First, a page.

Dotcom hits out as police decide not to prosecute New Zealand agency over illegal Mega spying
By Chris Cooke | Published on Monday 2 September 2013
MegaUpload founder Kim Dotcom has hit out at New Zealand police after they decided not to prosecute the country’s Government Communications Security Bureau despite evidence the government agency breached the Crimes Act while spying on him and his company.
As previously reported, just under a year ago New Zealand Prime Minister John Key admitted that the GCSB “acted unlawfully” in the way it gathered communications between former MegaUpload execs before the country’s authorities, in partnership with US officials, raided the homes of four Mega bosses, including Dotcom. The PM ordered an investigation, while New Zealand’s Green Party reported the GCSB to the police.
Having investigated the claims, the police have now issued a report confirming that they found GCSB staff had indeed illegally intercepted an unspecified communication from Dotcom in breach of the Crimes Act. However, the police have said they will not prosecute because there was no proof the breach had been deliberate.
Needless to say Dotcom was not impressed, tweeting: “One law for them, another for us. Where was my ‘criminal intent’ when some MegaUpload users shared copyright infringing material? Scandal”. Meanwhile he told TVNZ: “This decision smells like conflict of interest and cover up. I didn’t expect anything but a whitewash. It’s the police investigating the police”.
Dotcom’s key lawyer, Ira Rothken, said the decision made civil action being taken by the Mega founder against the GCSB all the more important. Dotcom was given the OK to sue the government agency over the illegal spying back in March, and Rothken said this weekend: “Police not prosecuting GCSB but finding they acted illegally makes the Kim Dotcom civil case more important to hold the GCSB responsible”.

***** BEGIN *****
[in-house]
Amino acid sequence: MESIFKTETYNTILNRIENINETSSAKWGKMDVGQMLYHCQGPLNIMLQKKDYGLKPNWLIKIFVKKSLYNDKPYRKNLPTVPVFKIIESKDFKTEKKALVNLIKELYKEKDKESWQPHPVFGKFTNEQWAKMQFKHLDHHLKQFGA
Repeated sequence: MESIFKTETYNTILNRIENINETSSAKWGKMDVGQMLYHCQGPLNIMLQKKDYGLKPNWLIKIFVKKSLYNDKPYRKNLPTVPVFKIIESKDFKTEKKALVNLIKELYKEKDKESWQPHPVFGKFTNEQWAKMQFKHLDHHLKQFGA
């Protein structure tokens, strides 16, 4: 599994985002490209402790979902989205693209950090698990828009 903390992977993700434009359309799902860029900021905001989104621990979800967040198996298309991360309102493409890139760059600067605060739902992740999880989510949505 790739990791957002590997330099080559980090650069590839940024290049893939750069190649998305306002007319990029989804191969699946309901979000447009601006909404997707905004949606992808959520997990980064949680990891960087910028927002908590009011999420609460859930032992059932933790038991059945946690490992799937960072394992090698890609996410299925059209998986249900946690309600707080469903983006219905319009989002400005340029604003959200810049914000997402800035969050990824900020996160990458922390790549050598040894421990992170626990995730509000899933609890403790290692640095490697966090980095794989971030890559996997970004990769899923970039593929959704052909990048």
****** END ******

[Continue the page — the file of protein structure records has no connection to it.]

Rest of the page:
Elsewhere in Dotcom news, the Mega chief has stepped up his war of words with Prime Minister Key, who Dotcom accuses of bowing to pressure from Hollywood in allowing the New Zealand authorities to collaborate with the US on its criminal action against MegaUpload. Now Dotcom plans to launch his own political organisation in the country and compete with Key’s party in next year’s elections.
Dotcom says the new political group will launch next January, two years to the day after the US-led shutdown of MegaUpload (and a year after the launch of its replacement Mega). Responding to the news, Key told TV3: “It’s like everything we see from the guy, he’s got some very good PR people, we’ll see how it goes”. To which Dotcom tweeted: “I don’t have PR people. I’m just good at being myself. Try that Mr Key”.